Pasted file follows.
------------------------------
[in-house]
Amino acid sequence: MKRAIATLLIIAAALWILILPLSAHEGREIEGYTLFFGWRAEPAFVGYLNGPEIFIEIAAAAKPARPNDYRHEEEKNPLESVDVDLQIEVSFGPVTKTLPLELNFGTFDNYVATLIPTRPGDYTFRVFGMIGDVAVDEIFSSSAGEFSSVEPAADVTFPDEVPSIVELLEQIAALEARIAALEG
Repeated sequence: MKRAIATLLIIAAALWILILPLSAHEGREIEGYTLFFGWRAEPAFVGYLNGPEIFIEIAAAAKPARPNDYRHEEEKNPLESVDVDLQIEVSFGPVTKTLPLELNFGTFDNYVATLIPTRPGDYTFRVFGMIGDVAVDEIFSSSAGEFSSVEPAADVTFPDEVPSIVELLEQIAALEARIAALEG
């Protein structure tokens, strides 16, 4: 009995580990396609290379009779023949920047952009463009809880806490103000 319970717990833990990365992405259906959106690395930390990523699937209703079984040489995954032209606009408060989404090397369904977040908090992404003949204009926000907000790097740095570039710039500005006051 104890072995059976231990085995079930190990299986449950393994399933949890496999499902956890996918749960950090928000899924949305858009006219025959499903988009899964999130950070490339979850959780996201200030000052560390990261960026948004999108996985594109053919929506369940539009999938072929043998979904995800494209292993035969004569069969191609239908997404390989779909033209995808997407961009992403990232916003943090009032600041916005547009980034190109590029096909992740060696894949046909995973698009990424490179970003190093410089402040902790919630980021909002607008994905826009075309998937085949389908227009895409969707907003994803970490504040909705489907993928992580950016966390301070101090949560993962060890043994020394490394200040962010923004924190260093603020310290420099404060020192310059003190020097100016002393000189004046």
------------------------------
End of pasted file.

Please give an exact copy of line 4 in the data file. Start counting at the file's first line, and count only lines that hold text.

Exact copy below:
């Protein structure tokens, strides 16, 4: 009995580990396609290379009779023949920047952009463009809880806490103000 319970717990833990990365992405259906959106690395930390990523699937209703079984040489995954032209606009408060989404090397369904977040908090992404003949204009926000907000790097740095570039710039500005006051 104890072995059976231990085995079930190990299986449950393994399933949890496999499902956890996918749960950090928000899924949305858009006219025959499903988009899964999130950070490339979850959780996201200030000052560390990261960026948004999108996985594109053919929506369940539009999938072929043998979904995800494209292993035969004569069969191609239908997404390989779909033209995808997407961009992403990232916003943090009032600041916005547009980034190109590029096909992740060696894949046909995973698009990424490179970003190093410089402040902790919630980021909002607008994905826009075309998937085949389908227009895409969707907003994803970490504040909705489907993928992580950016966390301070101090949560993962060890043994020394490394200040962010923004924190260093603020310290420099404060020192310059003190020097100016002393000189004046």